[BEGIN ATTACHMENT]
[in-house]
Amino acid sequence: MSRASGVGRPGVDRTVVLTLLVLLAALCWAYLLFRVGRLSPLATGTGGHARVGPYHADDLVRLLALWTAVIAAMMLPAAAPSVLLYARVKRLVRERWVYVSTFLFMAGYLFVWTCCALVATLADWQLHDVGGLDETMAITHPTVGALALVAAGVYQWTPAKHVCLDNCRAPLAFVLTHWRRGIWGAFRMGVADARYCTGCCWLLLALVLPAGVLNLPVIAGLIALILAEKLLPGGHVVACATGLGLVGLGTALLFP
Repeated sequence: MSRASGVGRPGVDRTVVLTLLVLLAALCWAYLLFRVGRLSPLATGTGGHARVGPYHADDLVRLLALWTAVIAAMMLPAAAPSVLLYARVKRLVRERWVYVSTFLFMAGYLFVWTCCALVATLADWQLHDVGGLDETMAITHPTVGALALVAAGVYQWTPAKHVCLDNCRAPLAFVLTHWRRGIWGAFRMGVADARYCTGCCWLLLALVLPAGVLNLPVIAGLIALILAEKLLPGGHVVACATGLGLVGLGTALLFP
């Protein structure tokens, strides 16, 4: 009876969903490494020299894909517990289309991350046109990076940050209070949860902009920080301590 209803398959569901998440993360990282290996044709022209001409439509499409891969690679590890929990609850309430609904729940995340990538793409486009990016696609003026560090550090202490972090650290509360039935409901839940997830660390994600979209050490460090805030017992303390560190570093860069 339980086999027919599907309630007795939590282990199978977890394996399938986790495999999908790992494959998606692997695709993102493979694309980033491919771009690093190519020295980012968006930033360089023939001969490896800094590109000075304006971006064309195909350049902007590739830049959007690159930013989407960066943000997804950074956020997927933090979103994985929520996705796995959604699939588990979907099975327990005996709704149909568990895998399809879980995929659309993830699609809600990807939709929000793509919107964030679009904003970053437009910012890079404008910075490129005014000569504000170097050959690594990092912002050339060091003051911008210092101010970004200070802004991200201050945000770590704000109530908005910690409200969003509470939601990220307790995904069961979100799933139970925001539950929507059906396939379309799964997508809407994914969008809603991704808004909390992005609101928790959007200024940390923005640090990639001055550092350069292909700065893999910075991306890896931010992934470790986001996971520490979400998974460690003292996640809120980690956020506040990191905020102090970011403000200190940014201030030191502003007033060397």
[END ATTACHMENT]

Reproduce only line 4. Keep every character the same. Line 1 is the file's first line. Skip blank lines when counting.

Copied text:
């Protein structure tokens, strides 16, 4: 009876969903490494020299894909517990289309991350046109990076940050209070949860902009920080301590 209803398959569901998440993360990282290996044709022209001409439509499409891969690679590890929990609850309430609904729940995340990538793409486009990016696609003026560090550090202490972090650290509360039935409901839940997830660390994600979209050490460090805030017992303390560190570093860069 339980086999027919599907309630007795939590282990199978977890394996399938986790495999999908790992494959998606692997695709993102493979694309980033491919771009690093190519020295980012968006930033360089023939001969490896800094590109000075304006971006064309195909350049902007590739830049959007690159930013989407960066943000997804950074956020997927933090979103994985929520996705796995959604699939588990979907099975327990005996709704149909568990895998399809879980995929659309993830699609809600990807939709929000793509919107964030679009904003970053437009910012890079404008910075490129005014000569504000170097050959690594990092912002050339060091003051911008210092101010970004200070802004991200201050945000770590704000109530908005910690409200969003509470939601990220307790995904069961979100799933139970925001539950929507059906396939379309799964997508809407994914969008809603991704808004909390992005609101928790959007200024940390923005640090990639001055550092350069292909700065893999910075991306890896931010992934470790986001996971520490979400998974460690003292996640809120980690956020506040990191905020102090970011403000200190940014201030030191502003007033060397």